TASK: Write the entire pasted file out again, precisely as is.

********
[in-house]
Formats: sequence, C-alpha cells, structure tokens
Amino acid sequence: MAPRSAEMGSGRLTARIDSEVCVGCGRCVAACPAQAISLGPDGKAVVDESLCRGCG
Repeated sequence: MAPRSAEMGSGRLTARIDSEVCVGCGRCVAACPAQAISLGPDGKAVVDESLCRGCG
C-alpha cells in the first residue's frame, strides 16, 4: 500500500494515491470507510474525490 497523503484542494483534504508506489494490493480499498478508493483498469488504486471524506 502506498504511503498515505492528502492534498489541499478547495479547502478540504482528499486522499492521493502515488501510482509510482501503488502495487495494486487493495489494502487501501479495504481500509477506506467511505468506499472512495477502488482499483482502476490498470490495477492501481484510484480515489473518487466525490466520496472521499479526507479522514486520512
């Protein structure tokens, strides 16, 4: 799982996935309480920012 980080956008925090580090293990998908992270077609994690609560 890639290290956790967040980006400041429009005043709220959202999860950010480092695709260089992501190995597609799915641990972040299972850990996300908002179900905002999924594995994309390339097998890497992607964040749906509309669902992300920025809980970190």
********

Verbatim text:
[in-house]
Formats: sequence, C-alpha cells, structure tokens
Amino acid sequence: MAPRSAEMGSGRLTARIDSEVCVGCGRCVAACPAQAISLGPDGKAVVDESLCRGCG
Repeated sequence: MAPRSAEMGSGRLTARIDSEVCVGCGRCVAACPAQAISLGPDGKAVVDESLCRGCG
C-alpha cells in the first residue's frame, strides 16, 4: 500500500494515491470507510474525490 497523503484542494483534504508506489494490493480499498478508493483498469488504486471524506 502506498504511503498515505492528502492534498489541499478547495479547502478540504482528499486522499492521493502515488501510482509510482501503488502495487495494486487493495489494502487501501479495504481500509477506506467511505468506499472512495477502488482499483482502476490498470490495477492501481484510484480515489473518487466525490466520496472521499479526507479522514486520512
């Protein structure tokens, strides 16, 4: 799982996935309480920012 980080956008925090580090293990998908992270077609994690609560 890639290290956790967040980006400041429009005043709220959202999860950010480092695709260089992501190995597609799915641990972040299972850990996300908002179900905002999924594995994309390339097998890497992607964040749906509309669902992300920025809980970190």